NEW YORK -- After more than nine weeks and multiple setbacks, Yoenis Cespedes' stay on the disabled list has come to an end. The Mets activated Cespedes on Friday and planned to insert him in their lineup against the Yankees tonight as their designated hitter.Cespedes has not appeared in a
NEW YORK -- After more than nine weeks and multiple setbacks, Yoenis Cespedes' stay on the disabled list has come to an end. The Mets activated Cespedes on Friday and planned to insert him in their lineup against the Yankees tonight as their designated hitter.
Cespedes has not appeared in a big league game since May 13, when he aggravated a right quad and hip flexor issue that he was attempting to play through. The 32-year-old made it all the way to a Minor League rehab assignment in early June, but he experienced pain while playing, prompting the Mets to shut him down.
Cespedes' latest rehab assignment began Tuesday in the Rookie-level Gulf Coast League, when he played seven innings in left field, and continued Wednesday, when he made his professional debut at first base. That came a week after manager Mickey Callaway said Cespedes would stick to left field as the Mets try to keep him healthy and on the field for a prolonged stretch. (Callaway did not respond to a message seeking comment about Cespedes seeing time at first.)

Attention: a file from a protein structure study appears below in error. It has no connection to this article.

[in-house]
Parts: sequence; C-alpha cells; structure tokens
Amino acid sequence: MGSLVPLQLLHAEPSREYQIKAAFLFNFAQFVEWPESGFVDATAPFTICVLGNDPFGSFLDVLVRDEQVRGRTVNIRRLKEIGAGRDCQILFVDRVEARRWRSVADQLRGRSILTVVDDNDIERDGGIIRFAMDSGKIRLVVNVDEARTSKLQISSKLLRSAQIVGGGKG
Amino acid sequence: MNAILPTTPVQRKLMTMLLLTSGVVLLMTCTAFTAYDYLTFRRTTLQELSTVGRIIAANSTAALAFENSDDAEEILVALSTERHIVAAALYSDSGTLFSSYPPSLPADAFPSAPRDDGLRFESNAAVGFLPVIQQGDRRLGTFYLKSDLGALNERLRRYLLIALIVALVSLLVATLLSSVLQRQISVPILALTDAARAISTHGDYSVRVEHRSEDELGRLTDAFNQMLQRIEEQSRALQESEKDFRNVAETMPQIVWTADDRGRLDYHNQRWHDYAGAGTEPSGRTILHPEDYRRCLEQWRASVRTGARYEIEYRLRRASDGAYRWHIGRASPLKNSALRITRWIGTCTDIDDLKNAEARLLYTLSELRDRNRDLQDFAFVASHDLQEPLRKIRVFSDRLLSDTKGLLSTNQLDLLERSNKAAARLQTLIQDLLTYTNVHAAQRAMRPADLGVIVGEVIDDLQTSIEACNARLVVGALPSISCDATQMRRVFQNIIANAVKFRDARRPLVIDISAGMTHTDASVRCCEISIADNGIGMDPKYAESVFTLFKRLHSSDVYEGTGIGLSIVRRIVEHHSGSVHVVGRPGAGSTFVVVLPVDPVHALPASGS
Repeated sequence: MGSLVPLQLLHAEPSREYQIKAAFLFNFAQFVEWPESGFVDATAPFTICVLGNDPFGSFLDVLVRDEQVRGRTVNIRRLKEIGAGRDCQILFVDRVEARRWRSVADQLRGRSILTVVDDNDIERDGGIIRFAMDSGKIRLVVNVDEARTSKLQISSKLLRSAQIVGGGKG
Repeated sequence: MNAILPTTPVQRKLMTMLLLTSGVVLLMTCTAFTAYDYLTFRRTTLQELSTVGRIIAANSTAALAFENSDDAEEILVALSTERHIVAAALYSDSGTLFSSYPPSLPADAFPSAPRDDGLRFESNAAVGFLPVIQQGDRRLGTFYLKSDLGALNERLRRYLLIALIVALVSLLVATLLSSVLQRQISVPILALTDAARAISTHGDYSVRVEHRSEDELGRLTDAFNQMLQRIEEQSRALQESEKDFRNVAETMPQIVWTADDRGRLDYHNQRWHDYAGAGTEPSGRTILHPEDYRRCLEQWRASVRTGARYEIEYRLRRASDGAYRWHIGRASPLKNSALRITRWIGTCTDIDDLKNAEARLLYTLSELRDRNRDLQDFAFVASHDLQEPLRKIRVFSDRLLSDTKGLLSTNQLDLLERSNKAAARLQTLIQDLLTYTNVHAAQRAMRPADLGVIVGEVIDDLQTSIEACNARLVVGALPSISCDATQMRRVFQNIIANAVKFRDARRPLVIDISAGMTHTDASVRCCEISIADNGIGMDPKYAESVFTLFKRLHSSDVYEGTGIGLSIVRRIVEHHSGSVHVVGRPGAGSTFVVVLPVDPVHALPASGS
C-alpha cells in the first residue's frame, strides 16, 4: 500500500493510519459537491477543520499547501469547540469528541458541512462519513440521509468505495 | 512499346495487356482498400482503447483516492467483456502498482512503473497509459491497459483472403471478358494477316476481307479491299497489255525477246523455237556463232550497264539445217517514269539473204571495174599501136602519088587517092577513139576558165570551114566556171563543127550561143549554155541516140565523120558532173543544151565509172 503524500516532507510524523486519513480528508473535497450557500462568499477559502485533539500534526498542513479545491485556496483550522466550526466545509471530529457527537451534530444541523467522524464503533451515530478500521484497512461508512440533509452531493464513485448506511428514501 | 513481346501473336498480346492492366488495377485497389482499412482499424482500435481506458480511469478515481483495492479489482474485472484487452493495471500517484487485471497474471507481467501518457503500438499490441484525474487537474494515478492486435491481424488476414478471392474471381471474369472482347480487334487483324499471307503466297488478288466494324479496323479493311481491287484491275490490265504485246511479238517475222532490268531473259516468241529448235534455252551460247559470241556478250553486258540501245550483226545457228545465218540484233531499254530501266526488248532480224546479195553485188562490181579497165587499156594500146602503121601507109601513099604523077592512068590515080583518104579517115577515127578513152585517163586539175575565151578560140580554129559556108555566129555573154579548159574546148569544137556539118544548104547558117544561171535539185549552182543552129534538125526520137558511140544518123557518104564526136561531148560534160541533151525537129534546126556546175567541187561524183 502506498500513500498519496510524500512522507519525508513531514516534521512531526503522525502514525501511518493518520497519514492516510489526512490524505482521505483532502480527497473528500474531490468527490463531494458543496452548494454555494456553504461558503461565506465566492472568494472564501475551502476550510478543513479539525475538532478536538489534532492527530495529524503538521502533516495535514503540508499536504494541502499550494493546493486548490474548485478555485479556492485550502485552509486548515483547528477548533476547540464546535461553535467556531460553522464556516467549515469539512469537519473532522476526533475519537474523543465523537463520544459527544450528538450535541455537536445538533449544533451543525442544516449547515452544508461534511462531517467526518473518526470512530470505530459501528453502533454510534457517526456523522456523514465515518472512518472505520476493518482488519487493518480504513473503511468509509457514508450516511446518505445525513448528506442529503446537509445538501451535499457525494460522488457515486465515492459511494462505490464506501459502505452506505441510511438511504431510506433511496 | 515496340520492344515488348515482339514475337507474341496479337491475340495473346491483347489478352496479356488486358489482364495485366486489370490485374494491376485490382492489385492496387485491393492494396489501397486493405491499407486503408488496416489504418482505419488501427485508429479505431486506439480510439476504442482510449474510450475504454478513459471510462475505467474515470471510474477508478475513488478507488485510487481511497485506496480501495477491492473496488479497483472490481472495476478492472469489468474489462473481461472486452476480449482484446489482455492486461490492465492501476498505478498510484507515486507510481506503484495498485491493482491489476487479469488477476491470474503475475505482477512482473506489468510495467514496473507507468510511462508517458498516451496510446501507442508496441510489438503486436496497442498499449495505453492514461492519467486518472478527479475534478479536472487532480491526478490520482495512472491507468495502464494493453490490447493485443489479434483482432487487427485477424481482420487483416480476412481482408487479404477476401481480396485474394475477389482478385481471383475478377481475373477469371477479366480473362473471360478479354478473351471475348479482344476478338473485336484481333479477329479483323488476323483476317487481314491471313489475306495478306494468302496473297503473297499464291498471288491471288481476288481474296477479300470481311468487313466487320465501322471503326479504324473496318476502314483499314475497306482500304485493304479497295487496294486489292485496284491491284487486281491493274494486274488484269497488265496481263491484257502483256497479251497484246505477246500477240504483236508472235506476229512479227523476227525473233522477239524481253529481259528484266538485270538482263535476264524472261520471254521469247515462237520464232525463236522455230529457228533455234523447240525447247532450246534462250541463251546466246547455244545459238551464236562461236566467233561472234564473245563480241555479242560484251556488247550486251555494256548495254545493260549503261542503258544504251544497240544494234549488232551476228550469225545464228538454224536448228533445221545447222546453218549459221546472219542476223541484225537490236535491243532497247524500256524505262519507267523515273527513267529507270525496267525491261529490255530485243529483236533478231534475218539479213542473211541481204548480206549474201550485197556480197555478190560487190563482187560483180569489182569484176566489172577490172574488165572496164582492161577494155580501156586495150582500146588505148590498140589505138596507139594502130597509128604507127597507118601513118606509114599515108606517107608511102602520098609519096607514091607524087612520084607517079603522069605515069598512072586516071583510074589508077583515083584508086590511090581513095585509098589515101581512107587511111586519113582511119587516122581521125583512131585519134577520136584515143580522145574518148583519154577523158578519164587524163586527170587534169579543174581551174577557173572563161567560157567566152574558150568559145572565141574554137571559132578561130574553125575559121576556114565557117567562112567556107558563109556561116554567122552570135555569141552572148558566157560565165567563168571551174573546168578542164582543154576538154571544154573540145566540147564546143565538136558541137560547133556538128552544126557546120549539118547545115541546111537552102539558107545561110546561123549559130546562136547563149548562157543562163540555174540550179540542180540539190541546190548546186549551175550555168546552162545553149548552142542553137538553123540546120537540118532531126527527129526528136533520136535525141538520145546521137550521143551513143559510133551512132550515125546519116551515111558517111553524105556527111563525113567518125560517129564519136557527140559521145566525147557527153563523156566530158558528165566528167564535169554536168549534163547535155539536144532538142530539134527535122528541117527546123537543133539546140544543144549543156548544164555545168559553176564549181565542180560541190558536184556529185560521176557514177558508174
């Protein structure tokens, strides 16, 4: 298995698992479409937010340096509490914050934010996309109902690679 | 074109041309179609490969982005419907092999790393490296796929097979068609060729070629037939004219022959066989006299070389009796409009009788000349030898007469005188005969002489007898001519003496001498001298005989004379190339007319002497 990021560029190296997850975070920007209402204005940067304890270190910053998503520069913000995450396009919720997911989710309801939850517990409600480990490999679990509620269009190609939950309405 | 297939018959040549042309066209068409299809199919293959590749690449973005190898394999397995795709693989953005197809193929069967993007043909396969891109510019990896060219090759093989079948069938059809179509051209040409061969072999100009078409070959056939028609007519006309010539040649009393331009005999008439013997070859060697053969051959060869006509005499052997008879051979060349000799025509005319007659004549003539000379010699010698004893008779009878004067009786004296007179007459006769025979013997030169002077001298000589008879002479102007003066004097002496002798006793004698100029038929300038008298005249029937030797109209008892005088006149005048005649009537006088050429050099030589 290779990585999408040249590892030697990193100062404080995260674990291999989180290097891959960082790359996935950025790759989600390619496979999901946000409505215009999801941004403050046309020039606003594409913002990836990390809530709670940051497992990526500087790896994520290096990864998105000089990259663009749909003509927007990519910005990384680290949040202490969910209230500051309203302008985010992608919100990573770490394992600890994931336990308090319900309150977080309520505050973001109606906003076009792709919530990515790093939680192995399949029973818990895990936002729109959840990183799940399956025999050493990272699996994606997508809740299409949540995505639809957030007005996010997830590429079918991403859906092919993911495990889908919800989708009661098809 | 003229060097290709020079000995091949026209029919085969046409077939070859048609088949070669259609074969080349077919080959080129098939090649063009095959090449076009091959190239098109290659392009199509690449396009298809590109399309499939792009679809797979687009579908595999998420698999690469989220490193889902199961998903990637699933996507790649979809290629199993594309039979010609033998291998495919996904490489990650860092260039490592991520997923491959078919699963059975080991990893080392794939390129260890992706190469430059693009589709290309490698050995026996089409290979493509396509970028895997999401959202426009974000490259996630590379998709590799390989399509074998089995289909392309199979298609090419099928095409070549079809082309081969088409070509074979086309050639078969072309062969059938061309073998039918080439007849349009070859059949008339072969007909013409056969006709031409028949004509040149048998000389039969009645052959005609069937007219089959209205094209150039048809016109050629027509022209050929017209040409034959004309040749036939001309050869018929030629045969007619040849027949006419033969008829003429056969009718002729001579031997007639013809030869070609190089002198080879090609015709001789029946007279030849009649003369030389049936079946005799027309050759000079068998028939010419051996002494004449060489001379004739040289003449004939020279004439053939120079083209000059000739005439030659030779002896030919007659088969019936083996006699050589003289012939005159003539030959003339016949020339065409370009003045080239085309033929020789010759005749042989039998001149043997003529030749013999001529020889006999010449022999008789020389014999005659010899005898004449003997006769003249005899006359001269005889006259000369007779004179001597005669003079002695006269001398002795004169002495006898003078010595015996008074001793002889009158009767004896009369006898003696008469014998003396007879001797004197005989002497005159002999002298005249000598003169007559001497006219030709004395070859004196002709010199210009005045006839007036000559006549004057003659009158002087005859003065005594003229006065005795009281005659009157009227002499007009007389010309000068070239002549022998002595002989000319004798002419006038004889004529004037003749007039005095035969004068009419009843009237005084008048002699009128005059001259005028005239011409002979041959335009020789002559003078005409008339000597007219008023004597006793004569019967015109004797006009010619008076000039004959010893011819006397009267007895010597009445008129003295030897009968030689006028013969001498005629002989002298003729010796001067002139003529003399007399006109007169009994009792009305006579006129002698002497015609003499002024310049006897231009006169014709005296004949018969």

Regardless, Cespedes will DH on Friday at Yankee Stadium, and likely throughout the Mets' three-game series there vs. the Yanks. Mets officials previously said they would not activate Cespedes until he proved capable of playing defense, as well, meaning a return to left field is likely to occur Monday, when the Mets return to Citi Field.
In other moves on Friday, the Mets recalled right-hander Drew Smith from Triple-A Las Vegas and optioned infielder Dominic Smith and right-hander Corey Oswalt to Las Vegas.
The return of Cespedes gives the Mets a potent bat back in the middle of their lineup. Before going on the DL, he was hitting .255 with eight home runs and a .790 OPS in 37 games.
Cespedes' long-term absence disappointed a Mets team that watched him spend his offseason doing yoga and eschewing heavy weightlifting in an effort to keep his legs healthy. Cespedes also missed significant chunks of last season due to hamstring and quad problems, and he has appeared in just 46 percent of the team's games since signing a four-year, $110 million contract after the 2016 season.
Since going on the DL, Cespedes has spoken publicly about his injuries just once, during his rehab games in Trenton, N.J. He has rejected numerous other interview requests.
Anthony DiComo has covered the Mets for MLB.com since 2007. Follow him on Twitter @AnthonyDiComo, Instagram and Facebook.